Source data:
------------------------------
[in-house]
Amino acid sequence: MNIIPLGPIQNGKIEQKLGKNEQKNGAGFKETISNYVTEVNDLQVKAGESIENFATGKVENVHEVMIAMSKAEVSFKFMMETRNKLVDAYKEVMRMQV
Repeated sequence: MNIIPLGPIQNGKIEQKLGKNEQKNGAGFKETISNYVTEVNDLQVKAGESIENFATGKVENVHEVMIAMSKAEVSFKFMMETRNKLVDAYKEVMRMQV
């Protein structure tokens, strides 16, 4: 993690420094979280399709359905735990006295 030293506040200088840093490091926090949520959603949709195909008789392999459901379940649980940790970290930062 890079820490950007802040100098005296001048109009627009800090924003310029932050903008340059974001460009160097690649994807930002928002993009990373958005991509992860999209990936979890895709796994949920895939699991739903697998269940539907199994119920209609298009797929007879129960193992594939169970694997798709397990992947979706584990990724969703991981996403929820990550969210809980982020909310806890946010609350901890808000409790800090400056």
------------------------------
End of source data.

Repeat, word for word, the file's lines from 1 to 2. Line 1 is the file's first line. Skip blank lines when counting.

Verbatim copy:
[in-house]
Amino acid sequence: MNIIPLGPIQNGKIEQKLGKNEQKNGAGFKETISNYVTEVNDLQVKAGESIENFATGKVENVHEVMIAMSKAEVSFKFMMETRNKLVDAYKEVMRMQV